I have the unhealthy tendency to do too much of too little, in that I will let the two or three most urgent, but not necessarily the most important, things overshadow all the rest of my life. Take last semester. I worked full time. I went to school full time. I slept. (I am not a nice person when tired. My roommates have learned to send me to bed when I begin to chatter, a sure sign that I am tired.) And in between these important things I attempted to squeeze family, friends, and church, more or less unsuccessfully. And I was tired, emotionally, physically, and at times spiritually. It wasn't until I began to care more about hanging out with people than an extra hour of study that my study time was more effective, and life in general was more enjoyable.

This past week I have been reveling in the freedom that has come with the end of the semester by spending a lot of time with friends. I have loved being spontaneous and doing all sorts of things that I had previously to decline. And I have discovered a very strange fact of life: there are only 24 hours in a day, whether or not school is in session. It has saddened my heart considerably that I have to remember to go to bed at a decent time, work comes whether or not I have stayed out late. And by late I mean 11. I have become an old person before hitting 20.

Monday, May 01, 2006

Jesus is a bluebird

From my earliest memories, Jesus has always been a part of my life. I remember my Dad reading me bedtime stories from this great children's bible that dumbed-down the language, but not the content. David was not merely the sheperd boy who killed Goliath, but also the murderer and adulterer and the man with God's heart. Bible stories mixed with fairy tales which mixed with real life stories that mixed with my overactive imagination which created a whole other world that was just as real, if not more so, than reality.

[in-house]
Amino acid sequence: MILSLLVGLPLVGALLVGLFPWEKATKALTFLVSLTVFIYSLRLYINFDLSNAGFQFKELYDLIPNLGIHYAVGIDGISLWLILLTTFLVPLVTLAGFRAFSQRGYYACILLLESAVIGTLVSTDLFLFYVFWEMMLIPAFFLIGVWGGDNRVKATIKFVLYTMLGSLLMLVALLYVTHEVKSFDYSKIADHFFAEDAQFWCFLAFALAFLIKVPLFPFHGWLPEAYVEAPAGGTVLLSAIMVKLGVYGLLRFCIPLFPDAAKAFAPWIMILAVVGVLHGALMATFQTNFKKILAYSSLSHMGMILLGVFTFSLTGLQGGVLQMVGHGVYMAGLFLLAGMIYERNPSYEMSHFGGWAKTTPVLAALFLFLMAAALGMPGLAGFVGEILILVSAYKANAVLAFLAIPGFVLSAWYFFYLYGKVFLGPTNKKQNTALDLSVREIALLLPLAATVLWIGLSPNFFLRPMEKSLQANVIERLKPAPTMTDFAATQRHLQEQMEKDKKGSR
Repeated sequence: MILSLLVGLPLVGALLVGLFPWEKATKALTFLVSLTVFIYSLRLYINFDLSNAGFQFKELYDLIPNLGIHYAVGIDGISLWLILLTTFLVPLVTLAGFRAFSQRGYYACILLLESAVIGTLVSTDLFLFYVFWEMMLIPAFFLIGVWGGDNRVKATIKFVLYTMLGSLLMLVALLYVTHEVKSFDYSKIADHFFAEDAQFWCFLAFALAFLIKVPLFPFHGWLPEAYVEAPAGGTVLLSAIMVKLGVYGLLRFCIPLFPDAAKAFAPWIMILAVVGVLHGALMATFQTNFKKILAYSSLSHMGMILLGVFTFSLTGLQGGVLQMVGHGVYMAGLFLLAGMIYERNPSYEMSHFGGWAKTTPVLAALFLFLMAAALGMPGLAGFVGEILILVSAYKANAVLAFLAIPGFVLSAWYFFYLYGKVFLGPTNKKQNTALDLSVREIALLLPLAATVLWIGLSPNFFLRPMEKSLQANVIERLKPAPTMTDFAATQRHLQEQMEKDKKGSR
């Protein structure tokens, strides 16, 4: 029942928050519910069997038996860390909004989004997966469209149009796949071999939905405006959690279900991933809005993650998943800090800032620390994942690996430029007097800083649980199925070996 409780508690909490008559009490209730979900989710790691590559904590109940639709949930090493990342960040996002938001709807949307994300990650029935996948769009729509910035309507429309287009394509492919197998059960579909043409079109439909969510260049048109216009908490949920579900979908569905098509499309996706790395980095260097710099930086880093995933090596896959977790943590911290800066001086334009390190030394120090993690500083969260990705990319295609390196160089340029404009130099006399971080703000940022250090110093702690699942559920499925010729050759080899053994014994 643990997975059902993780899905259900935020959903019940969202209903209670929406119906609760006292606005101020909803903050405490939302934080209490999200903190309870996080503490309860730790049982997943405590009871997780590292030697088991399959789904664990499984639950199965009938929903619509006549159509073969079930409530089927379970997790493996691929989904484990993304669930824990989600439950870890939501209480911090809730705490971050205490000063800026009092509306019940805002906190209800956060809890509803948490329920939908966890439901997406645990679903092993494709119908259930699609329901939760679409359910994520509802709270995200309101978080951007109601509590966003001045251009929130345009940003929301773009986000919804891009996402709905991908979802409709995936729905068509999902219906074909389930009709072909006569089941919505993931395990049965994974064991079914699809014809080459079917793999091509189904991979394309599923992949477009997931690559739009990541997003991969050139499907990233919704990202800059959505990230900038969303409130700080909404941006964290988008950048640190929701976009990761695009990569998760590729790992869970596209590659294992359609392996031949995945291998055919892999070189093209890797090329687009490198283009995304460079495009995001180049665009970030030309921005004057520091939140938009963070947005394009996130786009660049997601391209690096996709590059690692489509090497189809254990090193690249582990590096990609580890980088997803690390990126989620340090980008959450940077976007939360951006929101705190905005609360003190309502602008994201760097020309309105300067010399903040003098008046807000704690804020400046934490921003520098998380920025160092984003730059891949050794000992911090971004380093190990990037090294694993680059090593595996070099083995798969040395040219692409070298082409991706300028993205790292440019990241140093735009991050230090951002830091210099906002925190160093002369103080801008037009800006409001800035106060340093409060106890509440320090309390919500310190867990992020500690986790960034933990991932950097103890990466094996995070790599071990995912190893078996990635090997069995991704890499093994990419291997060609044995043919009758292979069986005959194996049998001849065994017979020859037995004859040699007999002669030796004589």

In this reality Jesus was a constant character, a steadfast imaginary friend who had tea with fairies, danced with dryads, and ran away from the Nazis with me. I would talk to Jesus all the time, even if he wasn't omniscent I don't think he could have know more about me. In my sylvan wanderings, I had a few favorite spots. One of them was in a little glen in the woods that you could only get to if you were small enough to scramble underneath the rasberry bushes that grew along the creek in my backyard. I would go there and sit, knowing that no one but Jesus could get in there with me. (I was Queen of the Forest most days, and the little glen was a place that I could escape from the frenetic demands of my imaginary world.)

One day a bluebird flew into the glen while I was there, and I knew without a shadow of a doubt that Jesus was that bluebird. I thought it very nice that Jesus decided to be a bluebird for a while, so I talked to him. And almost every time I went to that glen, Jesus the bluebird would show up. After a while I started imagining Jesus as a bluebird in Sunday School and during bedtime bible stories. My Sunday School teacher thought I was mixing up Angels and Jesus, because I kept talking about how he could fly.

That year during Holy Week my mom thought that I had taken the message of Jesus' death a little too morbidly when I came home in tears crying "Jesus is dead! Jesus is dead!" Mom went through great pains to explain to her hysterical child that Jesus died, but that wasn't the end of the story-- that he rose from the dead. Mom didn't know that I had seen a bluebird dead on the side of the road. And I never did see a bluebird in that glen again. Maybe Jesus the bluebird is in heaven.